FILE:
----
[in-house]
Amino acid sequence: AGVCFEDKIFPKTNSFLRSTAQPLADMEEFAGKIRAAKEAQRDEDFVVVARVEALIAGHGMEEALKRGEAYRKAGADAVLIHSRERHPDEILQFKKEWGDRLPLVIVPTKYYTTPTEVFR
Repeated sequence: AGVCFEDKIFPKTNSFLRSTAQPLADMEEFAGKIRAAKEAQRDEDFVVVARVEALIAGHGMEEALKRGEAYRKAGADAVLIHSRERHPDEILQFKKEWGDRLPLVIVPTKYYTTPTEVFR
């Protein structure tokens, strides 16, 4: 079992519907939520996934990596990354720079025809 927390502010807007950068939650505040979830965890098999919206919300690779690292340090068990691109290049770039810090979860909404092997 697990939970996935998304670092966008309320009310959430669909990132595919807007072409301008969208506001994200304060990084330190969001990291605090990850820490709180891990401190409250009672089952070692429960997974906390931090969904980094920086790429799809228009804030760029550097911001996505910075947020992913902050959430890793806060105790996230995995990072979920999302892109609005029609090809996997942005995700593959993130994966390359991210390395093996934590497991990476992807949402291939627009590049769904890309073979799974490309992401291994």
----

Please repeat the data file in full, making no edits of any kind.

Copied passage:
[in-house]
Amino acid sequence: AGVCFEDKIFPKTNSFLRSTAQPLADMEEFAGKIRAAKEAQRDEDFVVVARVEALIAGHGMEEALKRGEAYRKAGADAVLIHSRERHPDEILQFKKEWGDRLPLVIVPTKYYTTPTEVFR
Repeated sequence: AGVCFEDKIFPKTNSFLRSTAQPLADMEEFAGKIRAAKEAQRDEDFVVVARVEALIAGHGMEEALKRGEAYRKAGADAVLIHSRERHPDEILQFKKEWGDRLPLVIVPTKYYTTPTEVFR
């Protein structure tokens, strides 16, 4: 079992519907939520996934990596990354720079025809 927390502010807007950068939650505040979830965890098999919206919300690779690292340090068990691109290049770039810090979860909404092997 697990939970996935998304670092966008309320009310959430669909990132595919807007072409301008969208506001994200304060990084330190969001990291605090990850820490709180891990401190409250009672089952070692429960997974906390931090969904980094920086790429799809228009804030760029550097911001996505910075947020992913902050959430890793806060105790996230995995990072979920999302892109609005029609090809996997942005995700593959993130994966390359991210390395093996934590497991990476992807949402291939627009590049769904890309073979799974490309992401291994």